COMMUNITY FORUM

imabucki

07:06AM | 01/03/02
Member Since: 01/02/02
3 lifetime posts
Bvhvac
I just recently installed a set of gas logs into an existing fireplace that had a gas starter line already installed. I have used the logs a couple of times and have noticed that gas burns out of the orifice in what appears to be an air mixer. Is this normal? Should I remove the air mixer? Is this a safety concern??

imabucki

05:20AM | 01/04/02
Member Since: 01/02/02
3 lifetime posts
The air mixer was not part of the log set. I am attaching the log set to the existing mixer which then attaches to the line coming out of the side of the fire box. I am concerned because approx 30% of the flame burns from the orifice on the air mixer. It appears to me that the flame is lower than it should be. The instructions included in the set does not show it needing to be conected to anything other than a straight pipe.

Removing the air mixer is going to require me to disassemble the metal fire box in order to remove the mixer from the pipe it is connected. Unfortunately, there is not enough room for me to get a pipe wrench on the pipe inside the box.

imabucki

03:10AM | 01/07/02
Member Since: 01/02/02
3 lifetime posts
Thanks for your input, I greatly appreciate it!
Click_to_reply_button
Inspiration_banner

INSPIRATION GALLERY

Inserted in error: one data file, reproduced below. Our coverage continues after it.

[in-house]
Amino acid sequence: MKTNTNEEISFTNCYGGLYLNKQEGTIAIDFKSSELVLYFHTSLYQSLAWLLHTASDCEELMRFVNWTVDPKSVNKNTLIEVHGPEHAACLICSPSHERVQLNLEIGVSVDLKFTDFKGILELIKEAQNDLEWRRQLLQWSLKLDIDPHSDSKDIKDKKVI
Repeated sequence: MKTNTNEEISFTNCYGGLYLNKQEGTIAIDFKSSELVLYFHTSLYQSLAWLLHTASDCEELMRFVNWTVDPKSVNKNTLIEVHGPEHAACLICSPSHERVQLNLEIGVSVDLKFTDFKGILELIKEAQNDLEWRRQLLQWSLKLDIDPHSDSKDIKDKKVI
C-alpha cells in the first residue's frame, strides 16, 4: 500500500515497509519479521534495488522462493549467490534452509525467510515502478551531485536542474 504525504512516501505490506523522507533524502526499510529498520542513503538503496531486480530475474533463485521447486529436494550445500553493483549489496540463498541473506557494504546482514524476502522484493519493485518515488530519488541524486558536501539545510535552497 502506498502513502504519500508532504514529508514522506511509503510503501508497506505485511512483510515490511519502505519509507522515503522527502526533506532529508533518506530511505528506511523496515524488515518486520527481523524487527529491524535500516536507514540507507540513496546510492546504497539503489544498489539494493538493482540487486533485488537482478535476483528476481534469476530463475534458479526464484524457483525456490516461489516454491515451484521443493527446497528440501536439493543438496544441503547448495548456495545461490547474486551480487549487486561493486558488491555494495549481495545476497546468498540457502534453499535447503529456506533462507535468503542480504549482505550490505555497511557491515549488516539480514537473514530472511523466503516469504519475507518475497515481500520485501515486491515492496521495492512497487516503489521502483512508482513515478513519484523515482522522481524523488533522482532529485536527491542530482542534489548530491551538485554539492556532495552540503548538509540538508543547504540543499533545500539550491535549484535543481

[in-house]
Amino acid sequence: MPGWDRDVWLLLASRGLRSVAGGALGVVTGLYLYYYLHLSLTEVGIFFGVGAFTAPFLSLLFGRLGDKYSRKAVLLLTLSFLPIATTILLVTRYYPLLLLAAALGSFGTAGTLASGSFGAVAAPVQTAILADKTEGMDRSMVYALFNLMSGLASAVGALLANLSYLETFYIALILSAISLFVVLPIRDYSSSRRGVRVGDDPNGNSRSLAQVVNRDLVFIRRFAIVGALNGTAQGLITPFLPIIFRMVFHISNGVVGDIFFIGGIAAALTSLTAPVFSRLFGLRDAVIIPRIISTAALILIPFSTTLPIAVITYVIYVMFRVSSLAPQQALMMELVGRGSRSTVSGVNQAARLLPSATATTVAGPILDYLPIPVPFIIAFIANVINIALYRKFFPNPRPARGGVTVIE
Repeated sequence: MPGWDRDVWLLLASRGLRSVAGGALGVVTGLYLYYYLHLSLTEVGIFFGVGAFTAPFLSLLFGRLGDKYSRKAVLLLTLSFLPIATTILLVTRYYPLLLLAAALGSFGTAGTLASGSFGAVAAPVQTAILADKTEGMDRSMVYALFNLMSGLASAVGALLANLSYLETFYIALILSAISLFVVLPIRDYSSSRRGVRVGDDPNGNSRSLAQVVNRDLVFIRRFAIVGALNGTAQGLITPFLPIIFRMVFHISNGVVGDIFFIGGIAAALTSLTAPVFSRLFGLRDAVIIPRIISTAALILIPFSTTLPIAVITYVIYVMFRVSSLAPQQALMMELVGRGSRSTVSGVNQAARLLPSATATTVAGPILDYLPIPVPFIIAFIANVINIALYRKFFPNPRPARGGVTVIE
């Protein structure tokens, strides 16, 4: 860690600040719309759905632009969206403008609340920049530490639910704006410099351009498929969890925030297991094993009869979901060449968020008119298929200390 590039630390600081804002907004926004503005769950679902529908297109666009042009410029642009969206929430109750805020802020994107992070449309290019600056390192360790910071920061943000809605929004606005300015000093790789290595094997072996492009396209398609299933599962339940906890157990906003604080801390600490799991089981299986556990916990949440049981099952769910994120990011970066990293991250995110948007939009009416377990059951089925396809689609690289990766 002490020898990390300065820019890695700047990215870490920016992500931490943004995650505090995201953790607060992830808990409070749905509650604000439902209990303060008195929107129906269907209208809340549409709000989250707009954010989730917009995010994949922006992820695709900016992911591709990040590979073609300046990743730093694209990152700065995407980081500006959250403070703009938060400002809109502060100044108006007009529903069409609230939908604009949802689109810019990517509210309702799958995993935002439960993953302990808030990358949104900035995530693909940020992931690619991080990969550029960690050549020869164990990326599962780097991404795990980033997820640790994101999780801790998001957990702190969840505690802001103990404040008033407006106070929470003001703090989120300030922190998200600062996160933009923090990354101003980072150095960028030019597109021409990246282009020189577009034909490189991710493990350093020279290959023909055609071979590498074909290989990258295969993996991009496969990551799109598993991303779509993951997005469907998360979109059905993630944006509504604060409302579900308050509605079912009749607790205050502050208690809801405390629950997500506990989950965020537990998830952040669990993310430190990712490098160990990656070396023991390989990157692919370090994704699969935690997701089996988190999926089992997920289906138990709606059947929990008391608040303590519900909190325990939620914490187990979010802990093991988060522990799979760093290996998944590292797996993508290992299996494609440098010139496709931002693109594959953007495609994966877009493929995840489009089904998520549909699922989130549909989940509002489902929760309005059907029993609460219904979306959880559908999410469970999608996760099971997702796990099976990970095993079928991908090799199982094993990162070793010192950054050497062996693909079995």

Post a reply as Anonymous

Photo must be in JPG, GIF or PNG format and less than 5MB.

Reply_choose_button

captcha
type the code from the image

Anonymous

Post_new_button or Login_button
Register

Colorful, useful, and fun, these tire planters form the foundation for a delightful container garden. Just spray-paint old... Reused steel windows create an eye-catching splashguard in this walk-in shower. The vintage factory windows bring an inter... A galvanized steel tub is a surprising but charming fixture in this bright and breezy screened patio. It's perfect for was... If you're not crazy about the idea of commingling plants and pool, this modern variation may be more to your liking. The s... Yes, a freestanding garage can become its own tiny house. Artist Michelle de la Vega has all the comforts of a modern resi... If you lack plumbing skills but have a good sturdy tree, here's the easiest outdoor shower solution of all: Simply attach... Pursue what's known as the stack effect. To achieve it, open the windows on both the upper and lower floors, and as warm a... How do you like this smart use for an old bottle? Clamp an empty wine bottle to a fence or wall near your outdoor deck or ... Simple and striking, a couple of pieces of "lovingly used" furniture creates a special kind of charm. A weathered chair fo... Twine lanterns add pops of crafty—but sophisticated—flair to any outdoor setting. Wrap glue-soaked twine around a balloon ... When securely fastened to a tree or the ceiling of a porch, a pallet and some cushioning make the ideal place to lounge. V... Incorporate nature into your lighting scheme by securing a dead tree in a concrete mold and draping your pendant lamp from... For the cost of a can of exterior paint , you can totally transform your porch. Paint the floor a hue that complements yo... In this urban apartment, a standard-issue patio became a serene and green perch by replacing the typical concrete with gro... This garden shed has been decked out to the nines. Designer Orla Kiely created the intimate home for a flower trade show, ...
Follow_banner_a
Newsletter_icon Google_plus Facebook Twitter Pinterest Youtube Rss_icon
 
webapp2